Skeptophilia (skep-to-fil-i-a) (n.) - the love of logical thought, skepticism, and thinking critically. Being an exploration of the applications of skeptical thinking to the world at large, with periodic excursions into linguistics, music, politics, cryptozoology, and why people keep seeing the face of Jesus on grilled cheese sandwiches.

Wednesday, January 14, 2015

Secular indoctrination and spoon-bending

It used to be that when I was accused (usually because I teach evolution) of "indoctrinating students into a secular, materialist, rationalist worldview," that it would set my teeth on edge.

And yes, the above is an actual quote.  However, the same charge has been levied against me, and other science teachers, using a variety of verbiage.  Teachers should not teach students to doubt, to question authority.  By adhering to an evidence-based, rationalistic approach, we are calling into question faith and spirituality.

Worse still, public schools are "atheist factories."

On one hand, I question the extent to which teachers really can create seismic shifts in students' worldviews.  With very few exceptions, the kids in my classes who come in religious, agnostic, and atheist leave my classes (respectively) religious, agnostic, and atheist.  It takes more than forty minutes a day for 180 days to undermine an entire belief system, even if that was my goal (which, incidentally, it isn't).

On the other hand, though, the critics do have a point.  We science teachers are promoting rationalism as a path to knowledge.  And we damn well should be.  Rationalism has provided us with the medical advances, engineering, and technology that the majority of us are happy enough to use without question, regardless of the fact that they were produced by a methodology that has nothing whatsoever to do with faith or divine inspiration.  If you want to call what I do "indoctrination into a rationalistic worldview," then have at it.

What's funny is that a lot of the extremely religious get their knickers in a twist if someone steps in and tries to teach students a different spiritual, non-evidence-based set of beliefs.  It's okay to let religion into public schools, apparently, as long as it's the right religion.

As an example, consider the odd bedfellows that have resulted from decision by the Bronx Center for Science and Mathematics to allow a self-styled psychic to come in and teach telepathy and telekinesis to high school students.  (Hat tip to the wonderful site Doubtful News for this story.)

Here's how the story was reported:
Mentalist and mind reader Gerard Senehi recently partnered with the Bronx Center for Science and Mathematics to offer classes meant to help students develop life skills like self-confidence and answer tough questions about themselves, such as “Do you have the courage to pursue what you really care about?” and “How much do you have a sense of direction and purpose in life?”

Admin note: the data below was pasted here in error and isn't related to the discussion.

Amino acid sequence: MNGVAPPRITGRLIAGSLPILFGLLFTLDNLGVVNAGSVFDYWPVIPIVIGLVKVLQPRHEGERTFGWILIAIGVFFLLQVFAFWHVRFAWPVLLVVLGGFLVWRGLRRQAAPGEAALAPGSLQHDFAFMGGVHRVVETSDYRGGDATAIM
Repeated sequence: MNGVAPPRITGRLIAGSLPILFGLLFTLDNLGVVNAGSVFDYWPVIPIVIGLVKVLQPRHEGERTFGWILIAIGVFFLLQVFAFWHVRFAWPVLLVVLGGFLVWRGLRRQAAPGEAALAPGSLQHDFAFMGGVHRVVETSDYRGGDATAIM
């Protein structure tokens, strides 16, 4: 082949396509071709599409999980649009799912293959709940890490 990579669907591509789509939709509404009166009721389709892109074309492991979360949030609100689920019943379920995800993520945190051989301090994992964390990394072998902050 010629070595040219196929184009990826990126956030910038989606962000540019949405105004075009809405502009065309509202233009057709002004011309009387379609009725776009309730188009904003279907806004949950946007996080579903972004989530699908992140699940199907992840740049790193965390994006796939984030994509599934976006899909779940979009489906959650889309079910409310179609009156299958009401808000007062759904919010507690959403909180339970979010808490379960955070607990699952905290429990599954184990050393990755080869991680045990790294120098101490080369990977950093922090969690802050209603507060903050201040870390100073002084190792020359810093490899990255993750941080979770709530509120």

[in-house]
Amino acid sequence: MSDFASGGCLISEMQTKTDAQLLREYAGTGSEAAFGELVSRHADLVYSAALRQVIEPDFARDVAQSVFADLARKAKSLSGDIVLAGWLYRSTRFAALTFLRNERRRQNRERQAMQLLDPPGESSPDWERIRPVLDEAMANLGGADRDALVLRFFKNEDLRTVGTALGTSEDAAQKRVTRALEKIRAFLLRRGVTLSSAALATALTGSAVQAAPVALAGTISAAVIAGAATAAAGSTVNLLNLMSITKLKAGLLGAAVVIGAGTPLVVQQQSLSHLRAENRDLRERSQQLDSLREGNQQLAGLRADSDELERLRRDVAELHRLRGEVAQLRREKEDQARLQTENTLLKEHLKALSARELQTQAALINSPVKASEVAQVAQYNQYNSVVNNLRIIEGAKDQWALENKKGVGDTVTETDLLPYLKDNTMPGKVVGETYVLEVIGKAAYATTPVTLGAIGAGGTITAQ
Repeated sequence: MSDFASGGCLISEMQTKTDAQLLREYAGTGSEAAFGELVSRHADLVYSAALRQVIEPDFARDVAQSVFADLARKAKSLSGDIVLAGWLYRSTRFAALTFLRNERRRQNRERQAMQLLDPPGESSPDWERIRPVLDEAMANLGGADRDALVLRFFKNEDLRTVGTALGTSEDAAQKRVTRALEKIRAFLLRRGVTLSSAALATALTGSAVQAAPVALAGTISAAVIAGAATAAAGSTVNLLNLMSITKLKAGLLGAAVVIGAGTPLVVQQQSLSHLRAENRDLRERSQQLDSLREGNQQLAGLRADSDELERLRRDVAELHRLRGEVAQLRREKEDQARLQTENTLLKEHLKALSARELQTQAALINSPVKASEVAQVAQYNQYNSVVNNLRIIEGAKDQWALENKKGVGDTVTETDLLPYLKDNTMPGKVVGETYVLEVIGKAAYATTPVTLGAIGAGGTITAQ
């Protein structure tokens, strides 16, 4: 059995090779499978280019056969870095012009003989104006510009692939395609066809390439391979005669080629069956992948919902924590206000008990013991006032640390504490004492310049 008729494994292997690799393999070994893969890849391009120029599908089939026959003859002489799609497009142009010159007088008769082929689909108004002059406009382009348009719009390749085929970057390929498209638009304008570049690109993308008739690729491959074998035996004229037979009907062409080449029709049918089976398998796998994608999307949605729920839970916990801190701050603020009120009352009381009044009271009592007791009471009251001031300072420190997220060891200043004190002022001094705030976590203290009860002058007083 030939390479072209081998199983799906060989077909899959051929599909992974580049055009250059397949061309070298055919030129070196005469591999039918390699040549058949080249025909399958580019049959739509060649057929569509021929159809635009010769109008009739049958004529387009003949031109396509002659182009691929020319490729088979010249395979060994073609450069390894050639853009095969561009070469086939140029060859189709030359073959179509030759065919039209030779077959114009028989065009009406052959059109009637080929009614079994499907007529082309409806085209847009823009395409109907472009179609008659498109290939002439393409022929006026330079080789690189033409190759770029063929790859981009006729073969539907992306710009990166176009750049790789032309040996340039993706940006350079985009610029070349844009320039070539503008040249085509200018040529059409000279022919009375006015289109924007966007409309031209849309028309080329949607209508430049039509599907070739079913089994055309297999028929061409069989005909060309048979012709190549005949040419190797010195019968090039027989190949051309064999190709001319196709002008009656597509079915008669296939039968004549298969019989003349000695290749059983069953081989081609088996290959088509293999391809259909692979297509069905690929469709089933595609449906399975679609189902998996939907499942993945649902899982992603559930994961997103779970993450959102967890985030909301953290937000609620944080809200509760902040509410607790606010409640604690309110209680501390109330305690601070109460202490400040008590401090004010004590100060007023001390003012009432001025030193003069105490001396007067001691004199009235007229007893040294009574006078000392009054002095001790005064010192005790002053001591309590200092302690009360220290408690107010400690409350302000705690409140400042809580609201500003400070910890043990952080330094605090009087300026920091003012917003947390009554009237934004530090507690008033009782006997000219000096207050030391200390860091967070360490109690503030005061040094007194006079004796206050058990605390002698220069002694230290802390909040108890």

The program, called The QUESTion Project, kicked off with a Dec. 19 performance at the school where Senehi dazzled students with tricks like bending wine glasses, spinning spoons in other people’s hands and making accurate predictions about the future. 
Edward Tom, the school’s founding principal, was also impressed by how well Senehi managed to keep the students’ attention. "The whole purpose wasn’t to give kids a magic show," he said. "It was to let them know the power of belief, that there are so many things that are possible…"
No, Mr. Tom, you're right about that.  It isn't a magic show.  In a magic show, the magician is clear on the fact that what (s)he is doing is an illusion.  Senehi claims that what he's doing is real.

[image courtesy of the Wikimedia Commons]

This has appalled a number of people, including the very religious (who don't want evil stuff like psychic powers influencing teenagers) and secular rationalists (who are appalled that such claptrap is being presented as reality, and in a science center, no less).  Both, of course, are right, although in different senses.  Such a performance could influence students' beliefs.  Stage magicians (which Senehi is, even if he won't admit it) can be terribly convincing.  They only become famous if they're good enough that you can't see how they do what they do.  Presented with an inexplicable trick, and the message, "You can learn how to do this, if you try hard enough!", I can see how people (not just teenagers!) could get suckered.

Which is why people like Senehi should not be allowed anywhere near school-age children.  Adults sometimes have a hard enough time telling fact from fantasy; encouraging teenagers to further blur this distinction is irresponsible.

Magician and skeptic Jamy Ian Swiss put it most succinctly.  In a piece about Senehi, Swiss said, "If you tell the audience you’re doing anything other than tricks, …you’re not doing entertainment. You’re doing religion."

And to anyone who objects to his characterization of what Senehi is doing as religion, allow me to point out that as a set of bizarre claims with zero evidence, psychic beliefs are clearly religion.

So to the people who would eliminate "rationalist indoctrination" from science classrooms, let me ask: what would you put in its place?  If we allow spiritualistic and faith-based beliefs to guide what we do in schools, we have stepped onto that fabled slippery slope.  Do you really want kids to sit through presentations by people who claim that they can learn how to do telepathy and bend spoons with their minds?  Are you honestly comfortable with allowing any and all faith-based belief systems to guide instruction?

If not, maybe the safest thing for all of us is to let science teachers keep on with the rationalism, and leave the faith stuff -- of all flavors -- to the homes and the churches.

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